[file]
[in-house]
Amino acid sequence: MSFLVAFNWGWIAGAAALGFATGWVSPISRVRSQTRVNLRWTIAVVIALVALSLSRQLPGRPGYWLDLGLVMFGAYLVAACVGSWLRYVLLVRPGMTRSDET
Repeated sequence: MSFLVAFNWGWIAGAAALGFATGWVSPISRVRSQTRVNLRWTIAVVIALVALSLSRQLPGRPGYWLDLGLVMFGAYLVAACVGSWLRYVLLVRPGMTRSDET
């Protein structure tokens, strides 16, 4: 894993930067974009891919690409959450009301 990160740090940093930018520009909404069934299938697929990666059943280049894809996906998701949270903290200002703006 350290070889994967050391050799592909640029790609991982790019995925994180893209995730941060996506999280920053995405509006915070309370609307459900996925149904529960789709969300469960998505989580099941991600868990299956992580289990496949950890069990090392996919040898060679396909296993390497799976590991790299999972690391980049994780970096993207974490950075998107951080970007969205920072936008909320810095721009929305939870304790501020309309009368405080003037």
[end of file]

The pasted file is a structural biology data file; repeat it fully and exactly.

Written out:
[in-house]
Amino acid sequence: MSFLVAFNWGWIAGAAALGFATGWVSPISRVRSQTRVNLRWTIAVVIALVALSLSRQLPGRPGYWLDLGLVMFGAYLVAACVGSWLRYVLLVRPGMTRSDET
Repeated sequence: MSFLVAFNWGWIAGAAALGFATGWVSPISRVRSQTRVNLRWTIAVVIALVALSLSRQLPGRPGYWLDLGLVMFGAYLVAACVGSWLRYVLLVRPGMTRSDET
């Protein structure tokens, strides 16, 4: 894993930067974009891919690409959450009301 990160740090940093930018520009909404069934299938697929990666059943280049894809996906998701949270903290200002703006 350290070889994967050391050799592909640029790609991982790019995925994180893209995730941060996506999280920053995405509006915070309370609307459900996925149904529960789709969300469960998505989580099941991600868990299956992580289990496949950890069990090392996919040898060679396909296993390497799976590991790299999972690391980049994780970096993207974490950075998107951080970007969205920072936008909320810095721009929305939870304790501020309309009368405080003037």